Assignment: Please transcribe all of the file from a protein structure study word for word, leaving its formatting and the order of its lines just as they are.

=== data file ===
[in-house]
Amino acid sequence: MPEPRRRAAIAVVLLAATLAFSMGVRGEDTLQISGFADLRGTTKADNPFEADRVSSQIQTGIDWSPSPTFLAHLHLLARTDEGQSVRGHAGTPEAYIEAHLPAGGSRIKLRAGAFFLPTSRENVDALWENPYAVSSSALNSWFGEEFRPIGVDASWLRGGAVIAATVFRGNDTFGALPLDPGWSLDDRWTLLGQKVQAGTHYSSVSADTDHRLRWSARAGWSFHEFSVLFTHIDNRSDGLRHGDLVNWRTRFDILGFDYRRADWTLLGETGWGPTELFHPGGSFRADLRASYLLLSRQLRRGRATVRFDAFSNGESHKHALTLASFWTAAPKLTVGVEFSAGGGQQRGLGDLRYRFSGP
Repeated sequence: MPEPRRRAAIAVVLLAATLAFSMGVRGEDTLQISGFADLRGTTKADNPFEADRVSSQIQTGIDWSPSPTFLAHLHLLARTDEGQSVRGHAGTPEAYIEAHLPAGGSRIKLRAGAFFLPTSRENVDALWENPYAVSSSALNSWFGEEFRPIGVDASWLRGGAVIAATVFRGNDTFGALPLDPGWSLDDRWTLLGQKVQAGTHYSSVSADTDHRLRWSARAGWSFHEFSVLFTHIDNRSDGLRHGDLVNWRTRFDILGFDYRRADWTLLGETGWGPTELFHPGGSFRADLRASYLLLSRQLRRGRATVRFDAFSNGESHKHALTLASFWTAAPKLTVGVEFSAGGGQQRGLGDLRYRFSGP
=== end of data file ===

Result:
[in-house]
Amino acid sequence: MPEPRRRAAIAVVLLAATLAFSMGVRGEDTLQISGFADLRGTTKADNPFEADRVSSQIQTGIDWSPSPTFLAHLHLLARTDEGQSVRGHAGTPEAYIEAHLPAGGSRIKLRAGAFFLPTSRENVDALWENPYAVSSSALNSWFGEEFRPIGVDASWLRGGAVIAATVFRGNDTFGALPLDPGWSLDDRWTLLGQKVQAGTHYSSVSADTDHRLRWSARAGWSFHEFSVLFTHIDNRSDGLRHGDLVNWRTRFDILGFDYRRADWTLLGETGWGPTELFHPGGSFRADLRASYLLLSRQLRRGRATVRFDAFSNGESHKHALTLASFWTAAPKLTVGVEFSAGGGQQRGLGDLRYRFSGP
Repeated sequence: MPEPRRRAAIAVVLLAATLAFSMGVRGEDTLQISGFADLRGTTKADNPFEADRVSSQIQTGIDWSPSPTFLAHLHLLARTDEGQSVRGHAGTPEAYIEAHLPAGGSRIKLRAGAFFLPTSRENVDALWENPYAVSSSALNSWFGEEFRPIGVDASWLRGGAVIAATVFRGNDTFGALPLDPGWSLDDRWTLLGQKVQAGTHYSSVSADTDHRLRWSARAGWSFHEFSVLFTHIDNRSDGLRHGDLVNWRTRFDILGFDYRRADWTLLGETGWGPTELFHPGGSFRADLRASYLLLSRQLRRGRATVRFDAFSNGESHKHALTLASFWTAAPKLTVGVEFSAGGGQQRGLGDLRYRFSGP